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ERIC Number: ED214169
Record Type: RIE
Publication Date: 1982-Mar
Pages: 11
Abstractor: N/A
Reference Count: 0
Designing Writing Programs in Business and Industry.
Freed, Richard C.
Current training in writing for business and industry usually takes the form of short courses. However, the short course is an inappropriate way to teach writing because it is inefficient, represents writing behaviors or strategies inappropriate for some writers, rarely allows time for adequate criticism and revision, presents too much material in too short a time to allow writers to increase their skills, and does not use the executive's own proposals and reports to teach writing skills. Training as it exists now in many companies is adjunctive--added on to the on-going activities of the executives or managers. Long-term improvement in writing, however, will occur if the training is integrative--focusing upon the manager's own reports and proposals, both during and after their composition. An organization may establish an integrated writing program by (1) designing a formal training program of writing instruction; (2) training the company's writing instructor (or hiring an instructor); (3) changing the role of the editors so they revise for structure, organization, and clarity; and (4) encouraging executives to evaluate their own prose in group meetings. Measurable development requires continual, conscious practice and frequent coaching, the kind a short course cannot provide. (HOD)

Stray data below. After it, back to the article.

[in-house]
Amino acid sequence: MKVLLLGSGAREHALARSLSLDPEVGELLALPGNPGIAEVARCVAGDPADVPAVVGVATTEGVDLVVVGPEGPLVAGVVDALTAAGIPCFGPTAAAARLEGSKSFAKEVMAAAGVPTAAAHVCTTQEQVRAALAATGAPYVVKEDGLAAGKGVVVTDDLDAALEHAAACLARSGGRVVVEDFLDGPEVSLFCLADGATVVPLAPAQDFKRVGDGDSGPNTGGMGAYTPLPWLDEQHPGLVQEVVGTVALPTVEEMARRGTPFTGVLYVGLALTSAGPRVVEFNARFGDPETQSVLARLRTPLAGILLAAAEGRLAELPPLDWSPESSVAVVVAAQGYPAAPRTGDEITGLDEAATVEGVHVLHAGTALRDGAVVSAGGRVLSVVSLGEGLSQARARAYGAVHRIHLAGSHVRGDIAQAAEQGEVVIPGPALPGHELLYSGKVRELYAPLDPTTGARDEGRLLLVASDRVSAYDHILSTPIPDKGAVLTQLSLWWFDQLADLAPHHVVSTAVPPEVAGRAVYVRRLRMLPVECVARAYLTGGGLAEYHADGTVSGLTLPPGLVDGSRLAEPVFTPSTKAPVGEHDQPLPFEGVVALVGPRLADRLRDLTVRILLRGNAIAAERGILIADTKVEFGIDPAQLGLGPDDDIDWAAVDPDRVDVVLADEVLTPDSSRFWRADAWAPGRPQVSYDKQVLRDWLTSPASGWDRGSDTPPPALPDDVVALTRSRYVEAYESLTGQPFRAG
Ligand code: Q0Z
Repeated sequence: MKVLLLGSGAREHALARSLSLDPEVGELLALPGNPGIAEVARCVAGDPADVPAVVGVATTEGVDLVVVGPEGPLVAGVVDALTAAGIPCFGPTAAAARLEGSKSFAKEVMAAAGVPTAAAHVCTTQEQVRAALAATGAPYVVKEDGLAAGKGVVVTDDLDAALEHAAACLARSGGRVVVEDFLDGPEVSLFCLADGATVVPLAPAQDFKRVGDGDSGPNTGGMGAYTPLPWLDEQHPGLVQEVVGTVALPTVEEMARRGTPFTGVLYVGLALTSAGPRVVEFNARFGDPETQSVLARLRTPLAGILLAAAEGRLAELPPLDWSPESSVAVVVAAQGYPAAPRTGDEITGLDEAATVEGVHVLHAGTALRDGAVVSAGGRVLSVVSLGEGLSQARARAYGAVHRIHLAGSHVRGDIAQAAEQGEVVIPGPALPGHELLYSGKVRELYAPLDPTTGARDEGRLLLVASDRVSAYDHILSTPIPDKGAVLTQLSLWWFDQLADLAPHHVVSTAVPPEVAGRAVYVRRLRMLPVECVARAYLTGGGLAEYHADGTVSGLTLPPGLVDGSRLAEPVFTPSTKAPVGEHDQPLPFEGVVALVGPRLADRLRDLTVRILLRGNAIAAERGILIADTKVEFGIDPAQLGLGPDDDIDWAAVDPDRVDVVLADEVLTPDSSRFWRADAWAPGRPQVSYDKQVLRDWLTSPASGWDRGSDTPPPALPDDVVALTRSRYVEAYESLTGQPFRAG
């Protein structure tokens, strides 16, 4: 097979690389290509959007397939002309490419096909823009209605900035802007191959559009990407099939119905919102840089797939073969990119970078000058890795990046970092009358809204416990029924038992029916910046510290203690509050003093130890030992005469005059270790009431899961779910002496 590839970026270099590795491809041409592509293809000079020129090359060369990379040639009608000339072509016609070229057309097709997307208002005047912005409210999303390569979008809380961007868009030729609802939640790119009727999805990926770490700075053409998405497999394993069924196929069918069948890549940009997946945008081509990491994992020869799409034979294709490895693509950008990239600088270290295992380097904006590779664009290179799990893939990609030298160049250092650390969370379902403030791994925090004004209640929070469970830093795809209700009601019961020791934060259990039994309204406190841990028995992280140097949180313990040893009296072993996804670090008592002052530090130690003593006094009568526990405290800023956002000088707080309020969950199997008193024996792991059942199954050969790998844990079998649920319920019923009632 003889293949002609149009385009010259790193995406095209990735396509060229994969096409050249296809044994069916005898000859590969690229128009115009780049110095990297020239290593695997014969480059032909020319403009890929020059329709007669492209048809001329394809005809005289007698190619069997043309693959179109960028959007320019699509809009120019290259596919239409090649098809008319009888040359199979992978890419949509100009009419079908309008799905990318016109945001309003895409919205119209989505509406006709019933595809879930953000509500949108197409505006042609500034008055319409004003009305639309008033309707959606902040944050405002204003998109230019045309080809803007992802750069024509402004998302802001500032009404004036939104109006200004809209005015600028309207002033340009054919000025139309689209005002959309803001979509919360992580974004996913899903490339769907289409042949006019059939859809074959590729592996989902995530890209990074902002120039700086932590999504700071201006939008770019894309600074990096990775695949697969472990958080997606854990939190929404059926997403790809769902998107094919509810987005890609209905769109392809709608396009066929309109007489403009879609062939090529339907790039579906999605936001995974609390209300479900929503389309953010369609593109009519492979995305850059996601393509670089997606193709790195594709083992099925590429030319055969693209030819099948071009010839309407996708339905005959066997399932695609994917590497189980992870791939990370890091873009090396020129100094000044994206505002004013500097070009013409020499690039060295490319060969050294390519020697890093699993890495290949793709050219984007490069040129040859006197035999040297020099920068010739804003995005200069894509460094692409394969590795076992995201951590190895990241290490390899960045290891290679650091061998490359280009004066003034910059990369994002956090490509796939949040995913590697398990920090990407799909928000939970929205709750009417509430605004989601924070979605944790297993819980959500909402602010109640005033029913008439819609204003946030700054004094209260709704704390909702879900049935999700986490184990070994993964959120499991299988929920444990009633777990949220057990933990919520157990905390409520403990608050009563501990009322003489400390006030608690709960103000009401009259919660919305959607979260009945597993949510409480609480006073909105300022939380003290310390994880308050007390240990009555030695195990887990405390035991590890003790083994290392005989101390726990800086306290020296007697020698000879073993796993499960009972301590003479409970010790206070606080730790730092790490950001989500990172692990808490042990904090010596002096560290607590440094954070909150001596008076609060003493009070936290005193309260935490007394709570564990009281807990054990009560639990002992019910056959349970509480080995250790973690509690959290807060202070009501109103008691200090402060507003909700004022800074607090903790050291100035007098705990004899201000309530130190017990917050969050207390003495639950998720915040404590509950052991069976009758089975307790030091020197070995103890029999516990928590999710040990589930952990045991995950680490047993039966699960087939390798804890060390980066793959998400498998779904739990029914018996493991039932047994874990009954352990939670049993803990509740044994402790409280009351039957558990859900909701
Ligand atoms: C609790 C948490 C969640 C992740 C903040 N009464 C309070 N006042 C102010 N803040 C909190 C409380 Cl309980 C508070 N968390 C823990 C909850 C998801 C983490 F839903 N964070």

Publication Type: Speeches/Meeting Papers; Opinion Papers
Education Level: N/A
Audience: N/A
Language: English
Sponsor: N/A
Authoring Institution: N/A
Note: Paper presented at the Annual Meeting of the Conference on College Composition and Communication (33rd, San Francisco, CA, March 18-20, 1982).